Tuesday, 24 April 2007

A correspondent writes

My friend and co-conspirator, Adam Pringle, a GP in Telford, and an independent candidate in the local elections has posted this piece on his web site. It illustrates how clinicians are drowning in a deluge of paperwork:

I have a couple of patients who need rare and expensive drugs. In my fantasy world, the specialist, patient, and GP could prescribe this - and, as mature responsible adults, the doctors could perhaps be trusted to agree what steps needed to be taken to protect the patient, and by whom.Sadly, life is not so simple. A whole array of people sit on committees to decide whether a drug is one that GPs should prescribe. Expensive people. People who presumably believe all GPs have identical compentencies. My patients pay for NICE (national), MTRAC (regional), and local PCT prescribing committees. These all agree I should not prescribe these drugs.All well and good, except - these drugs are expensive, so either the hospitals send patients home with a supply for all of seven days, or the patient's treatment needs to delayed for some months while all the relevant bureaucrats agree to give the hospital the money to pay for the drug (and they do always agree eventually, although sometimes the Sun pushes the Government to push the PCT to tell the committee to say yes....). In either case, the NHS deliberately leaves the patient up a money-saving creek with only a GP as a paddle.In the meantime, we poor GPs write lots of unneccessary letters - and either obey the instructions from on high (and watch the patients become ill, their transplants fail, complications ensue) , or ignore the bureacracy and prescribe it anyway (and await flak from above)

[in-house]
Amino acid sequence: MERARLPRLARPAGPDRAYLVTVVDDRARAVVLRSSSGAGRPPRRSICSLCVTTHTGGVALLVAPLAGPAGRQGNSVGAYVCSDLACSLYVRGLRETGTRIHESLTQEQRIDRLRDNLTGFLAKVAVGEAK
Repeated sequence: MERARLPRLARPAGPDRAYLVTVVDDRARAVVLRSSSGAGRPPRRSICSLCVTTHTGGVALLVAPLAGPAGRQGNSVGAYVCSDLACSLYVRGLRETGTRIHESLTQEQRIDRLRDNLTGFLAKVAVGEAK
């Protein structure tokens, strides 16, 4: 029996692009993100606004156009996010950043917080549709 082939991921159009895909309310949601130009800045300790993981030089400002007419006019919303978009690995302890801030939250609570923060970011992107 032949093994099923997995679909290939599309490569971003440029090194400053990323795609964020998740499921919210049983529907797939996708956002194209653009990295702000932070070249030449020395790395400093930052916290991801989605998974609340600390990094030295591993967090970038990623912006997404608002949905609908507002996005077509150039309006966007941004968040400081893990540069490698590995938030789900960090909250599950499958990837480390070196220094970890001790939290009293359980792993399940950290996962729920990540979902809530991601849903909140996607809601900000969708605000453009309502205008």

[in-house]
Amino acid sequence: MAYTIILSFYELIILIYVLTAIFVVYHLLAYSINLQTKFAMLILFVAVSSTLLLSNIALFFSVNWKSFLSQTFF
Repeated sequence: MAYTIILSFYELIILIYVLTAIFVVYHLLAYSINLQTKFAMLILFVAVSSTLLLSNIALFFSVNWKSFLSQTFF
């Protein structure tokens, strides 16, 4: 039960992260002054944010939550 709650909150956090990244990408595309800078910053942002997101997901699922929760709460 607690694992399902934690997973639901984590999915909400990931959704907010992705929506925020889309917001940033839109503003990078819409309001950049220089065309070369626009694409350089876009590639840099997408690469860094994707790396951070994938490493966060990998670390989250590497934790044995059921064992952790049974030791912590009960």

Which would you do?
Given that the structure of the NHS routinely forces clinicians to ignore the guidance from high ivory towers a long way from reality, and that most of the guidance issued is a 'motherhood and apple pie' regurgitation of existing guidance, how many of these bodies do we actually need?There were officially 849 Quangos in 2003 (plus more in Scotland, Wales, Northern Ireland)Sadly, that doesn't include 43 Non-departmental Public Bodies in the Health field, and presumably excludes hundreds of others in other fields.

1 comment:

Julie McAnulty said...

Hi Barry,

there's an old saying, "It's easier to get forgiveness than permission. i'd prescribe, to be honest. Hope all is well; i'm nursing two very sore feet after a day doorstepping. It'll be worth it though I think.